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Sorting the Slow Way: An Analysis of Perversely Awful Randomized Sorting Algorithms

Abstract. This paper is devoted to the “Discovery of Slowness.” The
archetypical perversely awful algorithm bogo-sort, which is sometimes
referred to as Monkey-sort, is analyzed with elementary methods. More-
over, practical experiments are performed.

To our knowledge, the analysis of perversely awful algorithms can be tracked
back at least to the seminal paper on pessimal algorithm design in 1984 [2]. But
what’s a perversely awful algorithm? In the “The New Hacker’s Dictionary” [7]
one finds the following entry:

bogo-sort: /boh‘goh-sort’/ /n./ (var. ‘stupid-sort’) The archetypical perversely
awful algorithm (as opposed to © bubble sort, which is merely the generic
*bad* algorithm). Bogo-sort is equivalent to repeatedly throwing a deck of
cards in the air, picking them up at random, and then testing whether they
are in order. It serves as a sort of canonical example of awfulness. Looking at a
program and seeing a dumb algorithm, one might say ”Oh, I see, this program
uses bogo-sort.” Compare © bogus, © brute force, © Lasherism.

Among other solutions, the formerly mentioned work contains a remarkably slow
sorting algorithm named slowsort achieving running time Ω nlog n/(2+ǫ) even
in the best case. But the running time, still being sub-exponential, does not
improve (i.e., increase) in the average case, and not even in the worst case. On
the contrary, the analysis of bogo-sort carried out here shows that this algo-
rithm, while having best-case expected running time as low as O(n), achieves
an asymptotic expected running time as high as Ω(n · n!) already in the average
case. The pseudo code of bogo-sort reads as follows:

Algorithm 1 Bogo-sort
1: Input array a[1 . . . n]
2: while a[1 . . . n] is not sorted do
 randomly permute a[1 . . . n]
4: end while

The test whether the array is sorted as well as the permutation of the array
have to be programmed with some care:

1: procedure
 sorted: {returns
true if the array is sorted and
false otherwise}
 for i = 1 to n − 1 do
 if a[i] > a[i + 1] then
 return false
 end if
 end for
 return true
 end procedure
1: procedure randomly permute:
{permutes the array}
2: for i = 1 to n − 1 do
 j := rand[i . . . n]
 swap a[i] and a[j]
5: end for
6: end procedure

The second algorithm is found, e.g., in [5, p.139]. Hence the random permu-
tation is done quickly by a single loop, where rand gives a random value in the
specified range. And the test for sortedness is carried out from left and right.
In this work we present a detailed analysis, including the exact determination
of the expected number of comparisons and swaps in the best, worst and average
case. Although there are some subtleties in the analysis, our proofs require only a
basic knowledge of probability and can be readily understood by non-specialists.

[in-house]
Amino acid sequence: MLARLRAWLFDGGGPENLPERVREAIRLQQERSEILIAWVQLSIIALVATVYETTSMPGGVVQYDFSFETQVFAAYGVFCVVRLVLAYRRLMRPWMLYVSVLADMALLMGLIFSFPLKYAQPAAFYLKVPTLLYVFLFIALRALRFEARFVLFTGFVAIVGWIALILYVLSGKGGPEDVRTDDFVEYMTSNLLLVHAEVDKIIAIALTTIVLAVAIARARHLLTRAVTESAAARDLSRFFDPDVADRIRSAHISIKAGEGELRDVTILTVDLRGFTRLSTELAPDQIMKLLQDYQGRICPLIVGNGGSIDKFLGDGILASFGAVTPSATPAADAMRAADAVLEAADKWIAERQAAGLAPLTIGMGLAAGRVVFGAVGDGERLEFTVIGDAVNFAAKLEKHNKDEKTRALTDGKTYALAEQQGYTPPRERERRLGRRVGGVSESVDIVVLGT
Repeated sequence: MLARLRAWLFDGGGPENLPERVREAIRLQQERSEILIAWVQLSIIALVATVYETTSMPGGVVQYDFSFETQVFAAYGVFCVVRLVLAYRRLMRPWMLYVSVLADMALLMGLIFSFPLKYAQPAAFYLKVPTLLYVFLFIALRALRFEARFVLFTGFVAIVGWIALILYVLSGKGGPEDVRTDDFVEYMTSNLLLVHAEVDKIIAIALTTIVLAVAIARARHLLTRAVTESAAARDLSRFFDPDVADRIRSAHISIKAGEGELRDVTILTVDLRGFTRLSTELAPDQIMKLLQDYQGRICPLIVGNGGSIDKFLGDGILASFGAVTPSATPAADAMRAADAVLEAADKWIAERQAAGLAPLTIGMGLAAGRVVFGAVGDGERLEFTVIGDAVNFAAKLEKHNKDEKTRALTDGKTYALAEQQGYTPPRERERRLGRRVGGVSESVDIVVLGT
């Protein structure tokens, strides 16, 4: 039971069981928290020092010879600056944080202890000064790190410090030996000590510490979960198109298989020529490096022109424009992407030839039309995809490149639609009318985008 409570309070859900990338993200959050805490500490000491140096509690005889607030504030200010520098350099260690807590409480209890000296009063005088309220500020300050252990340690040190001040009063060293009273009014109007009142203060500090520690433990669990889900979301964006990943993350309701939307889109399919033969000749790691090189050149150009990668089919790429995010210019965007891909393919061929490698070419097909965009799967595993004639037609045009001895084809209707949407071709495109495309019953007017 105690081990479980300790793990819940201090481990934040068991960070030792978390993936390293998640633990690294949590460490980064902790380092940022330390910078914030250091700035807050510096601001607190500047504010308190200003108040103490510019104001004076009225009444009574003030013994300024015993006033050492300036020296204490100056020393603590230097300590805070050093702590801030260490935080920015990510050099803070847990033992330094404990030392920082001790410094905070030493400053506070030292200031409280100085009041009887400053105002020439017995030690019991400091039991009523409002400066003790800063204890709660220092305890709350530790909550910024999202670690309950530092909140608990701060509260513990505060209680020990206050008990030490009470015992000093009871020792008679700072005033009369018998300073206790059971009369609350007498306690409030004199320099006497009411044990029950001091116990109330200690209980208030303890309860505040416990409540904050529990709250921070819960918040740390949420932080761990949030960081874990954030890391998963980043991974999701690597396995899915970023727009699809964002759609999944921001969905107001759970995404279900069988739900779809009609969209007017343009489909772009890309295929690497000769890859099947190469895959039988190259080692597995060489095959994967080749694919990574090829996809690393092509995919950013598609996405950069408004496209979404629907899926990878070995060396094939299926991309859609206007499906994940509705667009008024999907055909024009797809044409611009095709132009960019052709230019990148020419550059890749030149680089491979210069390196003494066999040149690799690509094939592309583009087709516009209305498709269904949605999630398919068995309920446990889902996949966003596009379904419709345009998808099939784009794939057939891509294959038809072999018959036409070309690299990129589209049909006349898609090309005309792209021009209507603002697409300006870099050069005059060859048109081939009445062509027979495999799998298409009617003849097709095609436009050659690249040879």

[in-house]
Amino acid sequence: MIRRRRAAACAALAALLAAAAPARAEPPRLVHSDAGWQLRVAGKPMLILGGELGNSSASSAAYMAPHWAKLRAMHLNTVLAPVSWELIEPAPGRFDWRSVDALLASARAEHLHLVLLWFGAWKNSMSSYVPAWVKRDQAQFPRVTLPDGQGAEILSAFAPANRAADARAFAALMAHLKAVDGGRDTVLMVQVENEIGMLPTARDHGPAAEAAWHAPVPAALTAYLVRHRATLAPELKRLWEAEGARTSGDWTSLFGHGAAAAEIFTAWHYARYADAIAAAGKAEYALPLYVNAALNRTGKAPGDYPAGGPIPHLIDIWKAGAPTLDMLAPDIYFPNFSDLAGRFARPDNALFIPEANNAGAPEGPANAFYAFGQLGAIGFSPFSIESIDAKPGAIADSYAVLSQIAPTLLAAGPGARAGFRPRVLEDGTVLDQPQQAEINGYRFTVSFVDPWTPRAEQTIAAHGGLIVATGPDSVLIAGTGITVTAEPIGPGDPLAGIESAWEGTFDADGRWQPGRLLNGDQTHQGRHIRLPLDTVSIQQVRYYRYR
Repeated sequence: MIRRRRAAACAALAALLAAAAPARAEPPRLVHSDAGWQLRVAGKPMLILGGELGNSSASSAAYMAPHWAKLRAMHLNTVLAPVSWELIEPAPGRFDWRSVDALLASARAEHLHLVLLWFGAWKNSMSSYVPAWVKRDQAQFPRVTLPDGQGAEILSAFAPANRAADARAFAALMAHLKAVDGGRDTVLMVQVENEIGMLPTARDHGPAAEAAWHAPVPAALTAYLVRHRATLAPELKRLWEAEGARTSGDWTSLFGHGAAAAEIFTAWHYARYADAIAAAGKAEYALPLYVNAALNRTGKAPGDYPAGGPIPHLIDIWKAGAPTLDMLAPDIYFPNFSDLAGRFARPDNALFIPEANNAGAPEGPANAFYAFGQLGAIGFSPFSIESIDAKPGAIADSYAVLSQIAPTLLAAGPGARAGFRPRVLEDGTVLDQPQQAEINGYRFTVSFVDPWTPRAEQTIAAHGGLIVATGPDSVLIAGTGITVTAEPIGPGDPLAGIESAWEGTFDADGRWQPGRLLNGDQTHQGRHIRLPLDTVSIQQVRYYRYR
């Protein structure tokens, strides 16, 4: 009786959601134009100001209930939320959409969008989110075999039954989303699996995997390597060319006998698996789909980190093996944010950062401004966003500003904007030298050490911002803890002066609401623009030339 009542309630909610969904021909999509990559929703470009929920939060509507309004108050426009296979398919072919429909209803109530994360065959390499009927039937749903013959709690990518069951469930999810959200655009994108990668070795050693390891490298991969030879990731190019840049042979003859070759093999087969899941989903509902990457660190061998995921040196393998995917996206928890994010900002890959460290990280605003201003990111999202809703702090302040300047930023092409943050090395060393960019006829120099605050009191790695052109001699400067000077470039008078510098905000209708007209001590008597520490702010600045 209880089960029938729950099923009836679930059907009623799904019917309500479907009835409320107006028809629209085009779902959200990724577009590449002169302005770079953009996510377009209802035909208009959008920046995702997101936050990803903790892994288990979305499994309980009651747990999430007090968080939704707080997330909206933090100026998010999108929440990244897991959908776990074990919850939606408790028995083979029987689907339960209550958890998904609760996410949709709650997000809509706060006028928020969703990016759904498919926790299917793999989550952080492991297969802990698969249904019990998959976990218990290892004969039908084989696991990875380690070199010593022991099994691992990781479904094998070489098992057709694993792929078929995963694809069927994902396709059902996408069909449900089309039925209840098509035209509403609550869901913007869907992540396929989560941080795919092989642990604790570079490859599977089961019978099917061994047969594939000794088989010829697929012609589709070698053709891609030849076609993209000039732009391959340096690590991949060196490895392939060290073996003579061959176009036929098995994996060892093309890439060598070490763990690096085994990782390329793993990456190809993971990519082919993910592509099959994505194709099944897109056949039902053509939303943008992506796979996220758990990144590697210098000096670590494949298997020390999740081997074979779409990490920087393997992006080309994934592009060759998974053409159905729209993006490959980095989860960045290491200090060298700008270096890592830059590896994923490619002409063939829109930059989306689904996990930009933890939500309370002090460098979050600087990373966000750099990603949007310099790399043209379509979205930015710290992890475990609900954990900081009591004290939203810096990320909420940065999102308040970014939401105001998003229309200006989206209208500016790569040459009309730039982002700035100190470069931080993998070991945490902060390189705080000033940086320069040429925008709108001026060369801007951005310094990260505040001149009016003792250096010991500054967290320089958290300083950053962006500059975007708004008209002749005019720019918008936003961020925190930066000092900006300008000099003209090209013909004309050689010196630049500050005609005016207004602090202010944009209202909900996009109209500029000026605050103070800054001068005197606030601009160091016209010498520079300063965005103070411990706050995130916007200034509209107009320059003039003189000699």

This makes the analysis well-suited to be included as motivating example in
courses on randomized algorithms. Admittedly, this example does not motivate
coursework on efficient randomized algorithms. But the techniques used in our
analysis cover a wide range of mathematical tools as contained in textbooks such
as [4].
We will analyze the expected running time for bogo-sort under the usual
assumption that we are given an array x = x 1 x2 . . . xn containing a permutation
of the set of numbers {1, 2, . . . , n}. In a more abstract fashion, we are given a
list containing all elements of a finite set S with |S| = n and an irreflexive,
transitive and antisymmetric relation ⊏. To analyze the running time of the
algorithm, which is a comparison-based sorting algorithm, we follow the usual
convention of counting on one hand the number of comparisons, and on the other
hand the number of swaps. An immediate observation is that the algorithm isn’t
guaranteed to terminate at all. However, as we will prove that the expectation
of the running time T is finite, we see by Markov’s inequality
that the probability of this event equals 0. There are essentially two different
initial configurations: Either the list x is initially sorted, or it is not sorted. We
have to make this distinction as the algorithm is smart enough to detect if the
given list is initially sorted, and has much better running time in this case. This
nice built-in feature also makes the running time analysis in this case very easy:
The number of total comparisons equals n − 1, and the total number of swaps
equals zero, since the while-loop is never entered.
We come to the case where the array is not initially sorted. Note that the
first shuffle yields a randomly ordered list, so the behavior of the algorithm does
no longer depend on the initial order; but the number of comparisons before the
first shuffle depends on the structure of the original input.